The year is 1846. In a cold parsonage on the gloomy Yorkshire moors, a family seems cursed with disaster. A mother and two children dead. A father sick, without fortune, and hardened by the loss of his two most beloved family members. A son destroyed by alcohol and opiates. And three strong, intelligent young women, reduced to poverty and spinsterhood, with nothing to save them from their fate. Nothing, that is, except their remarkable literary talent.

So unfolds the story of the Bronte sisters. At its center are Charlotte and the writing of Jane Eyre. Delicately unraveling the connections between one of fiction's most indelible heroines and the remarkable woman who created her, Sheila Kohler's Becoming Jane Eyre will appeal to fans of historical fiction and, of course, the millions of readers who adore Jane Eyre.

My thoughts:

I've discovered that my best time to read each day is during my 25-minute long commute to work. Since I've started to make this a habit, I can feel myself getting back into the reading groove, and it feels really good.

Becoming Jane Eyre was a good choice to read for a little bit of time over several days, because it isn't an action-packed, page turning novel. It's very much an introspective read, examining the inner struggles and emotions of three intelligent, passionate young women. The style of the book is really nothing like Jane Eyre, but I could sense the author's deep love for the classic novel in her own work. In drawing parallels between Charlotte's own life and her Jane, Kohler gives readers an interesting, if somewhat speculative, glimpse into the inner workings of the author's mind and heart.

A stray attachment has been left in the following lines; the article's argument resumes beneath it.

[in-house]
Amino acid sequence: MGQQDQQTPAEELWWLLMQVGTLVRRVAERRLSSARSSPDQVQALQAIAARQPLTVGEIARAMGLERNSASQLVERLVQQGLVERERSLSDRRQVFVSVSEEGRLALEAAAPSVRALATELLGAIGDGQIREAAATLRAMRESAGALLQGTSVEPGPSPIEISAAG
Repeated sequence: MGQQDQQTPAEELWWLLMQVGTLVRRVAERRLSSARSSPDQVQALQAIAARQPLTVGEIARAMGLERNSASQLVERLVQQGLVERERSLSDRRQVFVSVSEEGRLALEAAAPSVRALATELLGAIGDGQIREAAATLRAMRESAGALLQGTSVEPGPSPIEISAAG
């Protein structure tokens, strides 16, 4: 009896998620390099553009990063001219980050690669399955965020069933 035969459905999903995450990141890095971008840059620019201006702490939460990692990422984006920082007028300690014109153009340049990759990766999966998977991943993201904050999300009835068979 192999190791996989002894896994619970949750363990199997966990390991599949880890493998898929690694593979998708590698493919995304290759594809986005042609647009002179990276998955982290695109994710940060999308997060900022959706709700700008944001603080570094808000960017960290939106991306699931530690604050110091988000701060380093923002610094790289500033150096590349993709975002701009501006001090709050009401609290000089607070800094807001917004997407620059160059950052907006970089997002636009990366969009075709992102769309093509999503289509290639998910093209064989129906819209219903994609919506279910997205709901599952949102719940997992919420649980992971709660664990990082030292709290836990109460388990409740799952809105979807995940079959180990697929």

"Charlotte looks at her sisters, sitting side by side with the elderly woman who has looked after them for so many years. She realizes who must rescue Jane when she leaves Mr. Rochester: sisters, of course, two sisters like her own...They have given her courage in their different ways with their example and their love. They have rescued her from despair again and again. It is women, she thinks, looking at her brave and beautiful sisters and her old and faithful servant, who have enabled her to survive." (page 121)

The novel is somewhat slow and meandering - it is not going to grab you by the teeth and take you for a ride. But I found the ties the author created between the Bronte's life and their works to be quite interesting, and though the shifting narration was at times a bit unsettling, I found the sections written in Emily's voice especially compelling.

This was a good novel, but probably not great. It will appeal mostly to readers who are familiar with the work of the Bronte sisters, and are interested in a fictional account of the time in their lives when they were writing their great works. If you are looking for a novel to keep you reading late into the night, I would probably leave this one on the library shelves.

Finished: 2/3/11

Source: South side library

MPAA rating: PG for illusions to infidelity and the use of illicit substances

My rating: 7/10